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CH A P. VI.
tages of making a wise and religious use of our estates
pers of the mind, and fills the heart with poor and ri-.
rieth us to great perfeétion in all the virtues of the
fbewing how it may, and ought to be imitated by all
c H A P. XI.
greateft peace and happiness that can be enjoy'd in
prov'd, from the vanity, the sensuality, and the ridi-
the most regular kind of life, that is not govern'd by
and hours of Prayer. Of daily early prayer in the
CH A P. XV. .
ons. Of the excellency and benefit of this kind of deve-
CH A P. XVI.
call'd in Scripture the third hour of the day. The
by the general spirit and temper of the world. Hozu
in their youth, makes the doctrines of humility difficult
humility. How miserably they are injur'd and abus’d
pture the sixth hour of the day. This frequency of
an exercise of univerfal love. How all orders of men
pture the ninth hour of the day. The subject of prayer
mination. How.we are to be particular in the con-
CH A P. XXIV.
Devout and Holy Life.
CHAP. I. Concerning the Nature and Extent of Chrif;
EVOTION is neither private nor publick Prayer ; but Prayers, whether private or publick, are particular parts or instances of Devotion. Devotion fignifies a life given, or devoted to God.
He therefore is the devout man,
who lives no longer to his own will, or the way and spirit of the world, but to the fole will of God, who considers God in every thing, wha ferves God in every thing, who makes all the parts of his common life, parts of giety,
by doing every
thing in the name of God, and under such rules as are comformable to his Glory.
We readily acknowledge, that God alone is to be the rule and measure of our Prayers, that in them we are to look wholly unto him, and act wholly for him, that we are only to pray in such a manner, for fuch things, and such ends as are suitable to his Glory.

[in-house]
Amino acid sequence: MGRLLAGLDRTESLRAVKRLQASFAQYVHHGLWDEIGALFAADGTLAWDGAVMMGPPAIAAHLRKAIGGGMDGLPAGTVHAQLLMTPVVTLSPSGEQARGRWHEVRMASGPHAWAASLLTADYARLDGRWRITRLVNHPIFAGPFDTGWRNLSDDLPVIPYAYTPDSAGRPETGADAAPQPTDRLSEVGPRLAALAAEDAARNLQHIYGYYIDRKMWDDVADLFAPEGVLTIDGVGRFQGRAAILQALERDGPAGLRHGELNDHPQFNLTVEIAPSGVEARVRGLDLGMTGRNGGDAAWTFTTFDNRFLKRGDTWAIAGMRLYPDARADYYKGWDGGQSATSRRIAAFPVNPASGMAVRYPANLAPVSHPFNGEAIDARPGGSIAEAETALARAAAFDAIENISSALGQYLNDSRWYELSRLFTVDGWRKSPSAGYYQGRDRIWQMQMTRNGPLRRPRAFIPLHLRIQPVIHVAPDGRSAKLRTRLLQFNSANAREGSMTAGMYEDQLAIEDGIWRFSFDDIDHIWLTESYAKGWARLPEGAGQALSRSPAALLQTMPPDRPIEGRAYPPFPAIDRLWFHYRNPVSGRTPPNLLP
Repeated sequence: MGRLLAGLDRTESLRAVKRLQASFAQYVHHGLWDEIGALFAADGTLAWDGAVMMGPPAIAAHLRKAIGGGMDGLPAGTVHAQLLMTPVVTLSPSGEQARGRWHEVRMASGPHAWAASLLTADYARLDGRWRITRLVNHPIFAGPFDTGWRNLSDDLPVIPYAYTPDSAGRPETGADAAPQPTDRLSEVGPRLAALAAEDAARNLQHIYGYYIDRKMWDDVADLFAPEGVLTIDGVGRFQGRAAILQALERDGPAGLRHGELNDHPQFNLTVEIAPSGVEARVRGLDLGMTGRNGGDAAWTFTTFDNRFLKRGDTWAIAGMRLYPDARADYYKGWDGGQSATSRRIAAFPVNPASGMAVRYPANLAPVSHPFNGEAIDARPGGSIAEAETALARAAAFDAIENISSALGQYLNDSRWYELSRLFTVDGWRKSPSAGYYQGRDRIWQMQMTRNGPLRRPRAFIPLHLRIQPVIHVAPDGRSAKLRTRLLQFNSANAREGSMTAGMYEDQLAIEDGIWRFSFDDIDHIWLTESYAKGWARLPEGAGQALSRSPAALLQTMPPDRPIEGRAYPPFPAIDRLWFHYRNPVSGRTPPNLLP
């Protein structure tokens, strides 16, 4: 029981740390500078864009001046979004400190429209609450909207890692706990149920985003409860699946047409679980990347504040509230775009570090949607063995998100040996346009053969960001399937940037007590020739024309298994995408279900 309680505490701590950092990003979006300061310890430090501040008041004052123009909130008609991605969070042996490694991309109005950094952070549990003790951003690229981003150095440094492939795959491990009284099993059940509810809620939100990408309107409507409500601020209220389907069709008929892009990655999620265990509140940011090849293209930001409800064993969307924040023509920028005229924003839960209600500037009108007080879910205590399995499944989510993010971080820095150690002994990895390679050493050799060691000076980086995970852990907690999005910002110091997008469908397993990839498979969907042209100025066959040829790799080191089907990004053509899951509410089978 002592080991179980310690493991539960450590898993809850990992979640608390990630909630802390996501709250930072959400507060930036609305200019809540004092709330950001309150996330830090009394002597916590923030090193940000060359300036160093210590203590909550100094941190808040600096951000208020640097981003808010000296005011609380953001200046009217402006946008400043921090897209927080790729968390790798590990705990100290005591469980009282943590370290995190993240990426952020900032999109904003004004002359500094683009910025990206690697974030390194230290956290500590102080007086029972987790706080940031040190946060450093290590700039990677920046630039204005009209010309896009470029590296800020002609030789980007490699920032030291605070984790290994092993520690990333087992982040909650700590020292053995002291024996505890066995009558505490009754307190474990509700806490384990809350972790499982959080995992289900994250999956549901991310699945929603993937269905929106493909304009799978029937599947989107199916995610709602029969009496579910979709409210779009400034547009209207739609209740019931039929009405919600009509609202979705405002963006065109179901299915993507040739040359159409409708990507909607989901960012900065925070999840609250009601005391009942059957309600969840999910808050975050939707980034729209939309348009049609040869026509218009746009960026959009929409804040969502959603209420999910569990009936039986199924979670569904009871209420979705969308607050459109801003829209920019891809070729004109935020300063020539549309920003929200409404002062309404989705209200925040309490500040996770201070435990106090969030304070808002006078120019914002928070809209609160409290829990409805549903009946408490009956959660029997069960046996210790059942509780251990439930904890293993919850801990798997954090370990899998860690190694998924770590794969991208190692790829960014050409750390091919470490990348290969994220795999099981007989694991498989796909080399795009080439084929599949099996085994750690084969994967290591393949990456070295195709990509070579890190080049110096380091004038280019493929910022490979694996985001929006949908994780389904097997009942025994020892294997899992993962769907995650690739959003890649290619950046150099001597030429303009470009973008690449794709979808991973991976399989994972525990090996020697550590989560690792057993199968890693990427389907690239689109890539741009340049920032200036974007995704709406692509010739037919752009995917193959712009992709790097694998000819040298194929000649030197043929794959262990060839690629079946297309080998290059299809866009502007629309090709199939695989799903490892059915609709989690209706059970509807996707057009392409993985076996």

Now let any one but find out the reason why he is to be thus strictly pious in his prayers, and he will find the same as strong a reason to be as strictly pious in all the other parts of his life. For there is not the least shadow of a reason, why we should make God the rule and measure of our prayers, why we should then look wholly unto him, and pray according to his will ; but what equally proves it necessary for us to look wholly unto God, and make him the rule and measure of all the other actions of our life. For any ways of life, any employment of our talents, whether of our parts, our time or money, that is not strietly according to the will of God, that is not for sucli ends as are suitable to his Glory, are as great absurdities and failings, as prayers that are not according to the will of God. For there is no other reason, why our prayers should be according to the will of God, why they fould have nothing in them, but what is zvise, and holy and heavenly, there is no other reason for this, but that our lives may be of the same nature, full of the same wisdom, holiness and heavenly tempers, that we may live unto God in
he fume spirit that we pray unto him. Were it not our strict duty to live by reason, to devote all the actions of our lives to God, were it not absolutely necesiary to walk before him in wisdom and holiness and all heavenly conversation, doing every thing in his name, and for his glory, there would be no excellency or wisdom in the most heavenly prayers. Nay, such prayers would be absurdities, they would be like prayers for wings, when it was no part of our duty to fly.